Thanks to my sister Michelle McIlroy for designing the logo!


Ever since I was a child, I have been very interested in nature and the environment. I have a B.S. degree in wildlife biology, and have worked as a zookeeper, wildlife biologist, and ecologist. I am conducting a brief survey of world leaders, government officials, religious leaders, corporate CEOs, environmental groups, wildlife experts, and others regarding nature and the environment. I am also very interested in religious views, customs, and beliefs from around the world, and the interactions between religion, culture, society, and the environment. This is something I am doing out of personal interest, and is not connected to any group or organization. I have been working on this project since the summer of 2006, and hope to eventually turn it into a book and/or documentary. I am hoping to make this into a global project, with responses from all segments of society. Feel free to contact me directly if you have any questions or comments. If you have not already done so, I hope that you will consider taking part in my project, and please spread the word to anyone you think might be interested! Thanks for stopping by!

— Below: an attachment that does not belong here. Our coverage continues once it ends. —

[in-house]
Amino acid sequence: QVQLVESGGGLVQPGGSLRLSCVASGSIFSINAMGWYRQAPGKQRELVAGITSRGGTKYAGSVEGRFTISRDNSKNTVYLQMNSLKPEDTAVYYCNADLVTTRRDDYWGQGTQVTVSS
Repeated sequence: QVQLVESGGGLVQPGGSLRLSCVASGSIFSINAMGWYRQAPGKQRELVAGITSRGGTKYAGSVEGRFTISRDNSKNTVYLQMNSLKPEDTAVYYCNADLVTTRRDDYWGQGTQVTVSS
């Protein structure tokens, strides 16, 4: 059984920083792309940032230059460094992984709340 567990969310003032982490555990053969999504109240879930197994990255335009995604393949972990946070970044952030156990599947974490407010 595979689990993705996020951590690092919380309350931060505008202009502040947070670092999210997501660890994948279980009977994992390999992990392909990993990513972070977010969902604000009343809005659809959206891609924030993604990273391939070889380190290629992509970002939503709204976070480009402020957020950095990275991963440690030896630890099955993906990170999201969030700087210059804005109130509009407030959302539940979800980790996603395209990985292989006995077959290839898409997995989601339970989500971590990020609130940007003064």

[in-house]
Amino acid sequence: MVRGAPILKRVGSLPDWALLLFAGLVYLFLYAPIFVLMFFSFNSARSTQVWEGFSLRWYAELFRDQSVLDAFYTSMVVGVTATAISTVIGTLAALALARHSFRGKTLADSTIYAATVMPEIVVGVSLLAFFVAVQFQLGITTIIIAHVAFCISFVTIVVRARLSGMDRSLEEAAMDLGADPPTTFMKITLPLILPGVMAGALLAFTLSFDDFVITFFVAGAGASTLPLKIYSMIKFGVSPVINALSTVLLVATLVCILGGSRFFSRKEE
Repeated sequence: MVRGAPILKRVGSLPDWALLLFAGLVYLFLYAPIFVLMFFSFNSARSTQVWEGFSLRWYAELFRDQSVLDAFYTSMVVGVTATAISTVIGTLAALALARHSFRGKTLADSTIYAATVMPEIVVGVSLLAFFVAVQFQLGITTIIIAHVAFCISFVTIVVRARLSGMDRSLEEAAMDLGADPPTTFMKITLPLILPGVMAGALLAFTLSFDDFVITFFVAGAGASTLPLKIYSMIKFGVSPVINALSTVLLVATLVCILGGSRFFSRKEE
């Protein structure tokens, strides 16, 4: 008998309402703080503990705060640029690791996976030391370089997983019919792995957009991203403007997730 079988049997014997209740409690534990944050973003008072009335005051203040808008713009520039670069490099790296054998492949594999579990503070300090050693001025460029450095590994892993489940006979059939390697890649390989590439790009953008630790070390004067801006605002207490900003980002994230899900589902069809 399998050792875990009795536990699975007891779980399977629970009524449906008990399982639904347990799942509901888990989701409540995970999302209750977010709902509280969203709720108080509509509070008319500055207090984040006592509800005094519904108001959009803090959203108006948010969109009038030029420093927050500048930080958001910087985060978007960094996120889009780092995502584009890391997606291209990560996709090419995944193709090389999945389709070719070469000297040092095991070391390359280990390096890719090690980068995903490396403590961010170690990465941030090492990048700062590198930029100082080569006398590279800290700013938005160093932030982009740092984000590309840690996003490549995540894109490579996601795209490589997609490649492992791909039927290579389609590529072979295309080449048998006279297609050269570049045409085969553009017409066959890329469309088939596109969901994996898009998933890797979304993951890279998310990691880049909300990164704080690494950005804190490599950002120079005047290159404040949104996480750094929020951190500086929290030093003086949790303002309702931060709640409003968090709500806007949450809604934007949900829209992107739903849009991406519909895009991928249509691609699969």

November 10, 2006

Jim DiPeso

Policy Director, Republicans for Environmental Protection

Today's Date: November 9, 2006

1. What interaction with an animal and/or nature in your life has had the biggest impact on you?

My work as a journalist covering Lake Tahoe turned me onto a path dedicated to taking good care of the natural endowment that takes good care of us.

2. Did you have a favorite place in the great outdoors during your childhood?

The sunny, mostly empty beaches in Morro Bay, California.

Now? Anywhere near saltwater. Must be genetic. My ancestors were fishmongers in southern Italy.

3. As a former zookeeper, I would love to know what your favorite animal is, and why?

Any member of the cat family. Their sleek grace and solitary nature open doors to a mysterious world where human vanity is a fleeting, irrelevant abstraction.

4. What do you think is the greatest environmental challenge facing us now, and what do you think will be the greatest challenge in the future?

Global warming now, global warming decades from now. It is the most vexing, complicated, all-encompassing problem ever confronted by a dominant species that, for the sake of self-preservation, must learn new habits of foresight and self-discipline that are contrary to eons of wired-in and cultural drivers.

5. If you could give everyone one piece of advice regarding the environment and our natural resources, what would it be?

To borrow a thought from John Muir, everything is connected to everything else. Whatever we do, for good or ill, radiates outward in astonishing ways. Think carefully, act wisely.